Finisterre: Love in the Cosmos; Supernova Grace

A pledge to keep walking beyond where I have once called home, onto where I am challenged to change, reconcile, surrender, and create in ways I hadn’t imagined.

Have you ever looked at the night sky and thought, “It is loving us.” I hadn’t. But the book I mentioned in my last post called Cosmogenesis by Brian Swimme is proposing that reality! As I continue to explore how cosmogenesis broadens my spiritual understanding of the universe and myself, I come bumping up again to Love–from a scientific viewpoint, a Christian viewpoint, a mystical viewpoint and a cosmological viewpoint. And in this moment, they all fit. Love is that big. If you are reading this blogpost, I want to confess that I am writing it for me. I’m trying to understand what I already know and what the universal intelligence is wanting to transmit to me–via those who have asked the same questions, but also to access my own way of knowing that has been within me from the beginning of time.

Thomas Berry, Catholic priest and ecological activist, was preaching in the Cathedral of St. John the Divine in New York City when he said, “The universe, along with Planet Earth, both in themselves and in their evolutionary emergence, constitute the primary revelation of that ultimate mystery whence all things emerge into being. The most spectacular unveiling since the birth of the universe is the supernova explosion.”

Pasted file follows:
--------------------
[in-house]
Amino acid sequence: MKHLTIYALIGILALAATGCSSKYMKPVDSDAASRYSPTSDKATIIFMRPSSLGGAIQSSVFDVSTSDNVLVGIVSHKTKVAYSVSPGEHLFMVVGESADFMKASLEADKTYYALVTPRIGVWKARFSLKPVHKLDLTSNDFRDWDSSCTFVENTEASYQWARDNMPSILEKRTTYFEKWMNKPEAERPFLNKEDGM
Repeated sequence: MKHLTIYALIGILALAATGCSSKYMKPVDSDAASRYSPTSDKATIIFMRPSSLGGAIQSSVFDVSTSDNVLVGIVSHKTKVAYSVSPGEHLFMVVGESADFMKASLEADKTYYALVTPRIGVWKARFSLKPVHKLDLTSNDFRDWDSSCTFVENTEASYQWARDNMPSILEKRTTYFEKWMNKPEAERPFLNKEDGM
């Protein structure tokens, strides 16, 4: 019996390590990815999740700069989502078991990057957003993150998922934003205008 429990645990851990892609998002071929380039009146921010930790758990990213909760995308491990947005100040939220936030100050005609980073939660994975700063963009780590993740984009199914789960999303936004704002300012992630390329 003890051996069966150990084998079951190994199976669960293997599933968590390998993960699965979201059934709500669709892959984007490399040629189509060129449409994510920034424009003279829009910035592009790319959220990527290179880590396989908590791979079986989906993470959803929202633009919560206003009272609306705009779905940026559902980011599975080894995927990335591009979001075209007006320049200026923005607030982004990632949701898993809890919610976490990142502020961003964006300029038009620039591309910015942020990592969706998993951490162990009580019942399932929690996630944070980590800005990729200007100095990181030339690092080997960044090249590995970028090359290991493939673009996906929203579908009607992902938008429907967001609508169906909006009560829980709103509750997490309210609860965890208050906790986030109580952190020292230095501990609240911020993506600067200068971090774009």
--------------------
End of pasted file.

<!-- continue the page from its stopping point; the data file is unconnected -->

I didn’t understand what he meant by that. What happened in a supernova explosion, that is, the explosion of a star? I had seen and marveled at the pictures from the Hubble telescope of supernovas. But what is unveiled in that explosion? He went on to explain that “a chemical alchemy takes place in the core of every star. The atoms of carbon are created by stars and poured out into the Milky Way. The creativity of the stars is the one and only way carbon is constructed in the universe, which means each carbon atom in our bodies came from a star.”

Okay. Stop. So there were no carbon atoms before this strange star alchemy–alchemy meaning the transformation of matter. Carbon wasn’t there at the beginning. Stars created it. I think my small human brain has to just sit here and take that in.